CME Clearing’s liquidity risk management framework covers CME Clearing’s practices for, among other things, calculating its largest potential liquidity need under extreme but plausible market conditions. In CME Clearing’s role as the buyer to every seller and the seller to every buyer, it is required to meet any payment obligations arising from the default of a clearing member. These payment obligations determine CME Clearing’s potential liquidity needs and are primarily driven by a defaulted clearing member’s mark-to-market payments.
CME Clearing’s liquidity risk management framework includes policies and procedures CME Clearing has implemented to maintain access to liquidity i.e., qualifying liquidity resources pursuant to CFTC regulations) throughout a range of stress events, including, but not limited to, the default of a clearing member (and its affiliates, where applicable) creating the largest aggregate and per currency liquidity need under extreme but plausible market conditions – i.e., Cover 1 liquidity standard.
The resources CME Clearing relies upon to facilitate its access to liquidity are generally sourced from the collateral of the defaulted clearing member. CME Clearing has multiple prearranged and highly reliable liquidity funding arrangements in place to facilitate access to same-day liquidity in the currency of need – commonly referred to as “qualifying liquidity resources” in the context of CFTC regulations. Pursuant to CFTC regulations, CME Clearing’s qualifying liquidity resources and tools used for qualifying other resources include:
Under CFTC regulations for qualifying liquidity resources, obligations of the U.S., and other sovereign nations, that are of high quality and highly liquid cannot be treated as prima facie qualifying liquidity resources. Rather, “prearranged and highly reliable funding arrangements” are required to be in place to make even these high quality, liquid securities qualify as liquidity resources. This approach stands in contrast to other major global jurisdictions which do not require “prearranged and highly reliable funding arrangements” to be in place for their clearing houses to treat sovereign debt obligations, such as U.S. Treasury securities, as qualifying liquidity resources. The chart above shows the difference between CME Clearing’s total aggregate qualifying liquidity resources under CFTC regulations and what would be considered qualifying liquidity resources in other global jurisdictions which do not require that “prearranged and highly reliable funding arrangements” be in place for U.S. Treasury securities to be prima facie qualifying liquidity resources.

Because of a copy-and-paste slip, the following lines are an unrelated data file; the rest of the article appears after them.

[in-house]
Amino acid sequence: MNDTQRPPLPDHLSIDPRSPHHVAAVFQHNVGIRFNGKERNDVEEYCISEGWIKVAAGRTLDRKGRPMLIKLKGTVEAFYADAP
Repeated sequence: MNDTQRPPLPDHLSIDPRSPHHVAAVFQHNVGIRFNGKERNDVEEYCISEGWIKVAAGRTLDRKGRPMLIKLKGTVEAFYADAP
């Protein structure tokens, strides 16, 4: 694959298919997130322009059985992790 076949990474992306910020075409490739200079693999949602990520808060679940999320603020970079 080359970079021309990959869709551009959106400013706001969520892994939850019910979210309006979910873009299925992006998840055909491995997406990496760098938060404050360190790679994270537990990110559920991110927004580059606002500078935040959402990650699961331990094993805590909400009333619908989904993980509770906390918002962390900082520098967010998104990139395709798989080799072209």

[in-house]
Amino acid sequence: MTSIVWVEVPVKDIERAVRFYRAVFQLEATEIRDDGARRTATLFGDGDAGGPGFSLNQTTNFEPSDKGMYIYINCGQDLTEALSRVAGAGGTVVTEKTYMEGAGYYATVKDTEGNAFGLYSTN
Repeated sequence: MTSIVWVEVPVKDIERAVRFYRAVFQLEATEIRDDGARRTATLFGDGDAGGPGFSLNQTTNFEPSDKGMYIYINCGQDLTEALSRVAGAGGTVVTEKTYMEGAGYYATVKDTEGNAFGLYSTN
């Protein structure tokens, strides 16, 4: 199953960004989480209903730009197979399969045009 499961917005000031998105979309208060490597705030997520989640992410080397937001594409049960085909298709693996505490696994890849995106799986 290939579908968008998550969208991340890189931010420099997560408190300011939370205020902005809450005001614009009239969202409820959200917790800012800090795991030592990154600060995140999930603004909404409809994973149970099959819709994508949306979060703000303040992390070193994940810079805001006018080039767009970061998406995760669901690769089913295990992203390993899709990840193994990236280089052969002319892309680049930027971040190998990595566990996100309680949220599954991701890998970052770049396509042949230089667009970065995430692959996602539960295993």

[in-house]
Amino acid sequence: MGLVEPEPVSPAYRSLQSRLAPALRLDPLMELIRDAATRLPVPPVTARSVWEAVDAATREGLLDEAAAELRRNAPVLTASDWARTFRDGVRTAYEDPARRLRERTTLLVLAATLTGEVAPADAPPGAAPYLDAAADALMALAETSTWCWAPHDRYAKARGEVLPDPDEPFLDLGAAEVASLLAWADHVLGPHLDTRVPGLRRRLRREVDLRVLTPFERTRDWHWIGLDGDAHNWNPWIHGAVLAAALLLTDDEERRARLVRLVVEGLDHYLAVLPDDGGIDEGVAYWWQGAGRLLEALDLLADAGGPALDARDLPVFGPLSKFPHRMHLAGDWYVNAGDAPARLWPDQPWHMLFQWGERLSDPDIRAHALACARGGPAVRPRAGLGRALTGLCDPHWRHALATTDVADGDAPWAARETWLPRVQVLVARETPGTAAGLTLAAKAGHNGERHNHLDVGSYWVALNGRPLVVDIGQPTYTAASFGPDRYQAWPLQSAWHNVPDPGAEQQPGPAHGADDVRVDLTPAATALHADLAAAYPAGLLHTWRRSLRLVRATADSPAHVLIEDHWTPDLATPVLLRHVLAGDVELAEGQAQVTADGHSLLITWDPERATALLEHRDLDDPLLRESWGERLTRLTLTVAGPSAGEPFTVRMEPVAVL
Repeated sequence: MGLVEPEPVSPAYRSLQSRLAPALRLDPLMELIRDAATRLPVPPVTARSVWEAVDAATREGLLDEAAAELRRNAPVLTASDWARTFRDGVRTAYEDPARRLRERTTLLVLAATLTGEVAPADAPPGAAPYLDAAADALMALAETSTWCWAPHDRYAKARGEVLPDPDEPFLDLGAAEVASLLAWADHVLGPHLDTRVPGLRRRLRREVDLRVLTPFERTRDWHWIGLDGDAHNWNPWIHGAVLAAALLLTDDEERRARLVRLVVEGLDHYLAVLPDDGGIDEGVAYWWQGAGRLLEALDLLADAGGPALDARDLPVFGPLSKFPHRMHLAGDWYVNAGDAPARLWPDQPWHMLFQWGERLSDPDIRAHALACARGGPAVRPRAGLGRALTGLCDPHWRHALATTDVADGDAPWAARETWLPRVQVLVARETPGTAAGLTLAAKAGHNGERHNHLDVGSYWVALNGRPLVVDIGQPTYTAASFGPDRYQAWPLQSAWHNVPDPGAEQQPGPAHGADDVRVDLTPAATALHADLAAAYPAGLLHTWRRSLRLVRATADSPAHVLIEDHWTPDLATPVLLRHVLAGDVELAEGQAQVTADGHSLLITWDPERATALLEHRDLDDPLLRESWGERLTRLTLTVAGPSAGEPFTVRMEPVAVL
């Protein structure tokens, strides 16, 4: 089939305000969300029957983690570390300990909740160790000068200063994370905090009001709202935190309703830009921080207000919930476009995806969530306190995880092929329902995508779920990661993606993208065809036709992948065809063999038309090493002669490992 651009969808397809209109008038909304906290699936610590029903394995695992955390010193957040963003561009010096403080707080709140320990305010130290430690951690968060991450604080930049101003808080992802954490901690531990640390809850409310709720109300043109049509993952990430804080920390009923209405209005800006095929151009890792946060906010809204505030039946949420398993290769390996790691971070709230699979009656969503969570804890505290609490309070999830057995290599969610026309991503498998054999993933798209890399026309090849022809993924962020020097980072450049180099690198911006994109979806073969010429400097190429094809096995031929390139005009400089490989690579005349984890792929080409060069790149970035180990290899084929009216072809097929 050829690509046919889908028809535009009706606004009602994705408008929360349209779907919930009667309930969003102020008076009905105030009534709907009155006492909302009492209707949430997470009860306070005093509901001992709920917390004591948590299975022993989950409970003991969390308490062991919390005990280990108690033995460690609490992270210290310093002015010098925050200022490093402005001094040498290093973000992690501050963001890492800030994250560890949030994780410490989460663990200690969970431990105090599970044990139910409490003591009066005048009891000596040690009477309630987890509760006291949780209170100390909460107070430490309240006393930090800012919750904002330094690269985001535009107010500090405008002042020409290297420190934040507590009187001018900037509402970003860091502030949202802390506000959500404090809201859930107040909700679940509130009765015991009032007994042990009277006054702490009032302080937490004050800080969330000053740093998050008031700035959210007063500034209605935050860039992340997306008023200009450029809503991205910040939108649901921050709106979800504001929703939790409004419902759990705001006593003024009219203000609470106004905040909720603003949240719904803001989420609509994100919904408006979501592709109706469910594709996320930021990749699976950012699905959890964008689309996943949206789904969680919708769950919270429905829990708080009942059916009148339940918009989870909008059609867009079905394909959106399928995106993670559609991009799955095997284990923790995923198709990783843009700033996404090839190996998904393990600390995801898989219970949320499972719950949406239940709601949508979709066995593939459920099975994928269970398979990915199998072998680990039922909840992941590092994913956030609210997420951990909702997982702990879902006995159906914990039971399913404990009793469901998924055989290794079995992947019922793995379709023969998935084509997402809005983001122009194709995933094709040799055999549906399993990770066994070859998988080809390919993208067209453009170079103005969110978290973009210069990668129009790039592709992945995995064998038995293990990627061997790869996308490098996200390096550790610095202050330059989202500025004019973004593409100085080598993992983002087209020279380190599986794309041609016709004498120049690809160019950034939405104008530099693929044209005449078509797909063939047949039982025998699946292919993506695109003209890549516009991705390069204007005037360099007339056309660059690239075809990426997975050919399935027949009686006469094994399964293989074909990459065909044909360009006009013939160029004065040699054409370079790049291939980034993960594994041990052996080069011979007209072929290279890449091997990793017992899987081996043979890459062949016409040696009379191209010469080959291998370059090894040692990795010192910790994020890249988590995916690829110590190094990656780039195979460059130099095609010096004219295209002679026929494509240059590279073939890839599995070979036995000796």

Pursuant to CFTC regulations CME Clearing maintains sufficient resources to cover the default of a clearing member creating the largest aggregate and per currency liquidity obligation (i.e., Cover 1). CME Clearing employs liquidity stress testing to assess the sufficiency of its liquidity resources to meet a Cover 1 liquidity standard. CME Clearing also considers the size of its liquidity need on an aggregate and a per currency basis under a Cover 2 liquidity standard. CME Clearing uses a scenarios-based approach to liquidity stress testing, including both historical and hypothetical scenarios.
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